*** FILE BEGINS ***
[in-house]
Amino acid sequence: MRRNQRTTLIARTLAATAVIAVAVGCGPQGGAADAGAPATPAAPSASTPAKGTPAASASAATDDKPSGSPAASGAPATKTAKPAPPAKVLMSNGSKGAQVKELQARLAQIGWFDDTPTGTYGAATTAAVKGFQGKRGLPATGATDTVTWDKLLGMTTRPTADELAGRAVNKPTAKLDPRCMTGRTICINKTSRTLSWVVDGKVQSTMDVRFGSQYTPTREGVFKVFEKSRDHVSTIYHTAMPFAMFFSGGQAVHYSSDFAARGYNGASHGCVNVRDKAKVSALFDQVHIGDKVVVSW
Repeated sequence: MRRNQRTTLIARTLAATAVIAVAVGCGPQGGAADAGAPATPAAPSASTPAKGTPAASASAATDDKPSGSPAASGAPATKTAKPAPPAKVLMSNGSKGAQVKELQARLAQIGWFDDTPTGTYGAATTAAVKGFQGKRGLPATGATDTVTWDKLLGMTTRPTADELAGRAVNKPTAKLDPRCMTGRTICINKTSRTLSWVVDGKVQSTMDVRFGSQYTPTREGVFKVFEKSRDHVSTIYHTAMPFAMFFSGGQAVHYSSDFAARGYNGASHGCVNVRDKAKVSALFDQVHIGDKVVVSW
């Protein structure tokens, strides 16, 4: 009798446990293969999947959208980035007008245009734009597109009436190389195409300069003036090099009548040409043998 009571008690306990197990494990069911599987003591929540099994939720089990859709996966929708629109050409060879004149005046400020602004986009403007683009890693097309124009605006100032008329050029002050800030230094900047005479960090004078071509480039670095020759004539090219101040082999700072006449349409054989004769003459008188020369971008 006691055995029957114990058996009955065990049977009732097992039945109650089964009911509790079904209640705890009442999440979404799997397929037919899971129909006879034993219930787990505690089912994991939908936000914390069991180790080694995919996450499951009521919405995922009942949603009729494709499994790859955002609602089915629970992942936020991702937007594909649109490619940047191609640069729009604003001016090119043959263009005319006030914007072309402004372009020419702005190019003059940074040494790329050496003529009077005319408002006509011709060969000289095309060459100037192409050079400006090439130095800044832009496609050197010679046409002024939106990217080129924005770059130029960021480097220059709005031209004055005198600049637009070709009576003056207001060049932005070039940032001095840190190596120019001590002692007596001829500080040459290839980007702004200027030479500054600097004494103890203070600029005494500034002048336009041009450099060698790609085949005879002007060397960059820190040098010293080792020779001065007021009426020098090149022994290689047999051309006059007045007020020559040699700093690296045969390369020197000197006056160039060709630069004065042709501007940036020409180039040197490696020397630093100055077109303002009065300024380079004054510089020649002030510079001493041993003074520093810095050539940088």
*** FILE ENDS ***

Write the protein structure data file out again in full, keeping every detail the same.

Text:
[in-house]
Amino acid sequence: MRRNQRTTLIARTLAATAVIAVAVGCGPQGGAADAGAPATPAAPSASTPAKGTPAASASAATDDKPSGSPAASGAPATKTAKPAPPAKVLMSNGSKGAQVKELQARLAQIGWFDDTPTGTYGAATTAAVKGFQGKRGLPATGATDTVTWDKLLGMTTRPTADELAGRAVNKPTAKLDPRCMTGRTICINKTSRTLSWVVDGKVQSTMDVRFGSQYTPTREGVFKVFEKSRDHVSTIYHTAMPFAMFFSGGQAVHYSSDFAARGYNGASHGCVNVRDKAKVSALFDQVHIGDKVVVSW
Repeated sequence: MRRNQRTTLIARTLAATAVIAVAVGCGPQGGAADAGAPATPAAPSASTPAKGTPAASASAATDDKPSGSPAASGAPATKTAKPAPPAKVLMSNGSKGAQVKELQARLAQIGWFDDTPTGTYGAATTAAVKGFQGKRGLPATGATDTVTWDKLLGMTTRPTADELAGRAVNKPTAKLDPRCMTGRTICINKTSRTLSWVVDGKVQSTMDVRFGSQYTPTREGVFKVFEKSRDHVSTIYHTAMPFAMFFSGGQAVHYSSDFAARGYNGASHGCVNVRDKAKVSALFDQVHIGDKVVVSW
């Protein structure tokens, strides 16, 4: 009798446990293969999947959208980035007008245009734009597109009436190389195409300069003036090099009548040409043998 009571008690306990197990494990069911599987003591929540099994939720089990859709996966929708629109050409060879004149005046400020602004986009403007683009890693097309124009605006100032008329050029002050800030230094900047005479960090004078071509480039670095020759004539090219101040082999700072006449349409054989004769003459008188020369971008 006691055995029957114990058996009955065990049977009732097992039945109650089964009911509790079904209640705890009442999440979404799997397929037919899971129909006879034993219930787990505690089912994991939908936000914390069991180790080694995919996450499951009521919405995922009942949603009729494709499994790859955002609602089915629970992942936020991702937007594909649109490619940047191609640069729009604003001016090119043959263009005319006030914007072309402004372009020419702005190019003059940074040494790329050496003529009077005319408002006509011709060969000289095309060459100037192409050079400006090439130095800044832009496609050197010679046409002024939106990217080129924005770059130029960021480097220059709005031209004055005198600049637009070709009576003056207001060049932005070039940032001095840190190596120019001590002692007596001829500080040459290839980007702004200027030479500054600097004494103890203070600029005494500034002048336009041009450099060698790609085949005879002007060397960059820190040098010293080792020779001065007021009426020098090149022994290689047999051309006059007045007020020559040699700093690296045969390369020197000197006056160039060709630069004065042709501007940036020409180039040197490696020397630093100055077109303002009065300024380079004054510089020649002030510079001493041993003074520093810095050539940088």